I did a book with a smaller publishing house earlier this year, but the information on Amazon is incorrect. Try as I might, I can’t seem to get them to fix it. What do I do?

Talk to someone in the marketing department at your publishing company, tell them EXACTLY what is incorrect and EXACTLY what you would like it to say. Be clear, be polite, don’t blame, and don’t act like your life depends on changing this information. Amazon sometimes gets this stuff wrong, and publishers often try to fix it. I ran this question by a senior editor at a large house, and she replied: “Amazon is an automated system, at least with us, but I suspect with most other publishers. Amazon’s system goes into our system and pulls the data it wants when it wants it and then puts it up on the site, often as long as 4-6 months in advance. That’s why the data are often wrong. Authors get upset when they see incorrect data and copy but that’s because Amazon is pulling the early stuff before it gets polished. Pre-orders are good, but this is what comes of it. And this is Amazon’s doing, for their own mysterious and not-so-mysterious purposes.”

Okay — got a question you’ve always wanted to sit down and ask a literary agent in some face to face setting? Send it my way. Meanwhile, I’ll be here, eyeing the cannoli and ricciarellis. Ciao!

What’s the best writing advice you’ve ever received?

March 28th, 2014 | Deep Thoughts, Questions from Beginners, Quick Tips, Resources for Writing, The Writing Craft | 34 Comments

So it’s spring break for most people. You might be heading out of town, or driving to the beach, or trying to find a place to relax and dive into that new book you bought. I’m going the same thing — well… I live at the beach, so I’m not heading there, but I am trying to ditch the crowds find some quiet so I can read today. I have a long list of projects I want to get caught up on, so instead of doing emails and taking phone calls, I’m going to try and get away and just read for a while.

And that, of course, means I don’t think I’ll take the time to create a new blog post. Instead, I’ll let you YOU create it. One simple question: What is the best writing advice you’ve ever received?

It might be something about craft, or a trick you learned, something about writing quickly or leaving writer’s block behind. It could be advice on creating characters, or raising the stakes, or leaving people with a memorable lesson. Whether you write fiction or nonfiction, you’ve no doubt heard (or read) some great bit of wisdom that you took to heart and you noticed it changed your work. Share it with us. Just click on the “comment” bar below and offer the best piece of writing advice you’ve ever received. You’re welcome to give us context, and tell who said it and what the circumstances were, if you want to — but don’t feel you HAVE to. You’re welcome to just offer one sentence with the advice you’ve got.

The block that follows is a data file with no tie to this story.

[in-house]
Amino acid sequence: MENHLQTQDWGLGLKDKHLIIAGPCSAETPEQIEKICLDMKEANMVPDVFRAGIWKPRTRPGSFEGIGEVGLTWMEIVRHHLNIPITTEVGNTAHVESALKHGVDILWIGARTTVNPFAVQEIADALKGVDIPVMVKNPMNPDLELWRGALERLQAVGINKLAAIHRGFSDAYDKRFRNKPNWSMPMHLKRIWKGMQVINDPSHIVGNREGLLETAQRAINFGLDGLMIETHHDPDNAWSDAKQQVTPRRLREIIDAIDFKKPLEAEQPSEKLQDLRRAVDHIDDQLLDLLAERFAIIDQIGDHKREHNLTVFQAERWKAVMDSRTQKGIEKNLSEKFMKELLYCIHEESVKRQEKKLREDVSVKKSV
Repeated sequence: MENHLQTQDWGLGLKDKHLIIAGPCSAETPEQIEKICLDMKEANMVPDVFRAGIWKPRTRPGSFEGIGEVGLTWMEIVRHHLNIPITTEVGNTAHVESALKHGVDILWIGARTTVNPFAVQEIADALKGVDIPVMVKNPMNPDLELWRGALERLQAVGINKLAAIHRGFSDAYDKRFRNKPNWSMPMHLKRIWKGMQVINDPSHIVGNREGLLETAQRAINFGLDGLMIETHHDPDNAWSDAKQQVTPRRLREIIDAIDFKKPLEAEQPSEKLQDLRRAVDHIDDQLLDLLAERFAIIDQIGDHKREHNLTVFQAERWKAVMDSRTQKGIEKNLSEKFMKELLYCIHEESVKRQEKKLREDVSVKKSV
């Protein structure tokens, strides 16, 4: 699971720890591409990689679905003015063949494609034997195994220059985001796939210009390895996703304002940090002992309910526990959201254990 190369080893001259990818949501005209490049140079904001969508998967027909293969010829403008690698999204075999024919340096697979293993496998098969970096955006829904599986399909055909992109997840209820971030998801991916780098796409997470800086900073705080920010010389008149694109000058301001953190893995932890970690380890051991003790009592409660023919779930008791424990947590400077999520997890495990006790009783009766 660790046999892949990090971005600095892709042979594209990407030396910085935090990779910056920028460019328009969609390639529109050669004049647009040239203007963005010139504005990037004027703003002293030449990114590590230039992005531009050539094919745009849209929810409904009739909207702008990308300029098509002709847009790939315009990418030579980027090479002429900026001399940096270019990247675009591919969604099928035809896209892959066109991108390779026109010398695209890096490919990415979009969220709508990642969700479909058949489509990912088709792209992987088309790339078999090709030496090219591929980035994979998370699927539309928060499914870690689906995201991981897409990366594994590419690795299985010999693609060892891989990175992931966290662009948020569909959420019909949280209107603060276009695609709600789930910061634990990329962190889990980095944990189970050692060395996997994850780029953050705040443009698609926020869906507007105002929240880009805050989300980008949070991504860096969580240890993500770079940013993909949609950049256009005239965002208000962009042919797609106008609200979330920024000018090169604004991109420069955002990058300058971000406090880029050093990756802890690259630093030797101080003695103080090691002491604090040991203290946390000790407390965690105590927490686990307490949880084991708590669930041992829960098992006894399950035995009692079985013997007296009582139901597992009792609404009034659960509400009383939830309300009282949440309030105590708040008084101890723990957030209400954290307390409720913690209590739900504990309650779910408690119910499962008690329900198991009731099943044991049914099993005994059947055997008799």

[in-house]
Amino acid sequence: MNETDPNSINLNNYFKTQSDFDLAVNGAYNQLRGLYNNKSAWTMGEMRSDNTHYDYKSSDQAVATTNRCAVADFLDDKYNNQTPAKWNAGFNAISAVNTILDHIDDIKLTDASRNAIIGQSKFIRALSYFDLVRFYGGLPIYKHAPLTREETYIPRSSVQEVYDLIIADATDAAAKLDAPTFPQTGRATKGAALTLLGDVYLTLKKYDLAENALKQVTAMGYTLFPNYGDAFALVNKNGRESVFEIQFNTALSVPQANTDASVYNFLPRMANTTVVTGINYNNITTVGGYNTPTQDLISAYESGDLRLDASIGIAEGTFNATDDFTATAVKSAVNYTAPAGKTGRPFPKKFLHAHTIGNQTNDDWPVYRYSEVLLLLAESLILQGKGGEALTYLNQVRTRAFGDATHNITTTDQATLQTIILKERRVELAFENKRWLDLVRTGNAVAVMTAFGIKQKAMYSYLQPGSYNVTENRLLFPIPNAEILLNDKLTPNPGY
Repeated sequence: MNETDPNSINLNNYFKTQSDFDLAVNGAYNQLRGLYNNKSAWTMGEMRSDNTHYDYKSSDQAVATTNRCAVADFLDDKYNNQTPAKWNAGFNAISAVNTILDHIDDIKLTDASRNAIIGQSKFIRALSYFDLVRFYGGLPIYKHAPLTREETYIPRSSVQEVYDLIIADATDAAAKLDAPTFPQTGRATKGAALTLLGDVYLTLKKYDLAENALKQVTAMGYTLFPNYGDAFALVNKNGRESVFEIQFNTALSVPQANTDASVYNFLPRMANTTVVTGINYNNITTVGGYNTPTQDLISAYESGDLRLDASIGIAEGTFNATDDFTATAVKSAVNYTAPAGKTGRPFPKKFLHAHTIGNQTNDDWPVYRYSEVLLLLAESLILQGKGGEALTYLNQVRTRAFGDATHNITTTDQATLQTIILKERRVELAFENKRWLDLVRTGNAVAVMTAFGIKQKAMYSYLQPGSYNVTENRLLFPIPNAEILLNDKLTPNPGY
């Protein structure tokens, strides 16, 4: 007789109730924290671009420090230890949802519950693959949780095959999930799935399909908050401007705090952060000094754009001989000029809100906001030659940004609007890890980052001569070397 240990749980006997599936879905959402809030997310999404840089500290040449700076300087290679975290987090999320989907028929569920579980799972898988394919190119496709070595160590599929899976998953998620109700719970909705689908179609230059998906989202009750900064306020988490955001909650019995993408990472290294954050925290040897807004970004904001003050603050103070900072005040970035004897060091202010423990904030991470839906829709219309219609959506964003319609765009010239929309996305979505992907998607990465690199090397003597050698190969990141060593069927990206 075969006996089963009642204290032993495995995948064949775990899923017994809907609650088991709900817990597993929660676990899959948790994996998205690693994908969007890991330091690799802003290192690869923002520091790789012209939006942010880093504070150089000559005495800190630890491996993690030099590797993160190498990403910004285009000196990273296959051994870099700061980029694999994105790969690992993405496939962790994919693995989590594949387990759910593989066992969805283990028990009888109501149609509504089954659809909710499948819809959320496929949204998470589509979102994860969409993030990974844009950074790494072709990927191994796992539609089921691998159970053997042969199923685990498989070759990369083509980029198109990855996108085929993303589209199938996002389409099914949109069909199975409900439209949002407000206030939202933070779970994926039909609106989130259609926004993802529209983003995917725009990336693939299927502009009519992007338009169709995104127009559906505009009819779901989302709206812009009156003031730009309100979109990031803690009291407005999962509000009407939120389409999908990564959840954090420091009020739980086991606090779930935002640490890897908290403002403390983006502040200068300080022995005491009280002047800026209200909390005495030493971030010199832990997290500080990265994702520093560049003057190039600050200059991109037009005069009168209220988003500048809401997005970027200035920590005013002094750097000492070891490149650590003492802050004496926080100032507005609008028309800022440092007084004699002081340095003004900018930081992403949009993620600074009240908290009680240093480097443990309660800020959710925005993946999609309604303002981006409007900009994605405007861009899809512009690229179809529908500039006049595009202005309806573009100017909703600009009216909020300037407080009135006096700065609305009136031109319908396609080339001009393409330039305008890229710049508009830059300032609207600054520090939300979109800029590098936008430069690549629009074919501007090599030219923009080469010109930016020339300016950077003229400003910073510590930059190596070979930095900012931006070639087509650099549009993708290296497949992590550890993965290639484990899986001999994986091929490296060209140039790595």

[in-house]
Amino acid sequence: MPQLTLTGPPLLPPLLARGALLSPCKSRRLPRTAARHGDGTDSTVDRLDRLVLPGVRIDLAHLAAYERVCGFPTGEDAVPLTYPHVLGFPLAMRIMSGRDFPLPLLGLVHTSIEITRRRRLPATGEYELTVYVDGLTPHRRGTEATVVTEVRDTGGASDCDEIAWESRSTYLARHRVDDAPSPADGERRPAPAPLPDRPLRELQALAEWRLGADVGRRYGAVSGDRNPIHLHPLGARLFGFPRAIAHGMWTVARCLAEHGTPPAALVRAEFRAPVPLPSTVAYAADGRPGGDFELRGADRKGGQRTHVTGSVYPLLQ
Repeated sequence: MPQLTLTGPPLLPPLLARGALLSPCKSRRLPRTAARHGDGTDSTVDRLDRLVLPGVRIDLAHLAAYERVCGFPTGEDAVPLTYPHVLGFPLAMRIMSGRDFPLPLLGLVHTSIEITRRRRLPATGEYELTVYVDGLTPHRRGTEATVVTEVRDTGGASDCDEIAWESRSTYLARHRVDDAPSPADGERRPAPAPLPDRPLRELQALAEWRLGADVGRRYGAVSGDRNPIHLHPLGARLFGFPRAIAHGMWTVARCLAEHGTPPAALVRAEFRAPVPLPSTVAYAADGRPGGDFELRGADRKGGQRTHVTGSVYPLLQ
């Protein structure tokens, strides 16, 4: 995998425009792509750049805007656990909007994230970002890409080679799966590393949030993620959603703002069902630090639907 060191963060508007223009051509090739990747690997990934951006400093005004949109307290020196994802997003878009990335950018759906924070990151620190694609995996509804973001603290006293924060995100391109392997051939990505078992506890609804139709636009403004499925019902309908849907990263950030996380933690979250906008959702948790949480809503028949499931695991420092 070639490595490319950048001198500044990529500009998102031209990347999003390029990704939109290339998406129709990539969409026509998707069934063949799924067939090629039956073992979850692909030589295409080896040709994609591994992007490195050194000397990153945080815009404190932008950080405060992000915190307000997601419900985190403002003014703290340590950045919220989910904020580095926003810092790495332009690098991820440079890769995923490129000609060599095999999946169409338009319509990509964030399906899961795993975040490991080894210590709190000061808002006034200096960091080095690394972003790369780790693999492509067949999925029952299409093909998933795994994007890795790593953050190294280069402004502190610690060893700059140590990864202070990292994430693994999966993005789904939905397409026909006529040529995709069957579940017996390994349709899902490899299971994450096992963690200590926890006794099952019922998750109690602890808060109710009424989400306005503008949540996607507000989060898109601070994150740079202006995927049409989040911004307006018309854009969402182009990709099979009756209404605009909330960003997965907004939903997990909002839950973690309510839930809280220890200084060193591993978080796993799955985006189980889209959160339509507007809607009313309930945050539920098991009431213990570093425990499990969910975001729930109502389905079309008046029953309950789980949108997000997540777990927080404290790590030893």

I do this once each year or so, and I have gleaned some wonderful tips from people over the years. Would love to hear what you have to share with your fellow writers. What’s the best writing advice you’ve ever received?

How to Enter a Writing Contest the Right Way

February 5th, 2014 | Resources for Writing | 3 Comments

Tagg6Here’s the thing with writing contests—they’re kind of like gas station pizza: either an incredibly satisfying experience…or HORRIFYING. And sometimes, you just don’t know which it’s gonna be until it’s all over and you’re smiling in cheesy happiness or tossing your cookies…which in this case would be more like tossing your pepperoni.

[Rambling. Revert course]

So writing contests.

Though I’m no contest guru, I do think we can take our contest experience to a much happier place when we enter the right way…as opposed to the way that may drive you and quite possibly your loved ones up to the brink of batty.

(Some signs that you may be entering the latter way: You’ve got a countdown app on your phone noting the days and hours until the date finalists are to be announced. You’re sure if you DO final, it means you will be published in the next couple months. You’re sure if you DON’T final, God is telling you to stop writing. In short, you slip into obsessed territory. Please don’t go there.)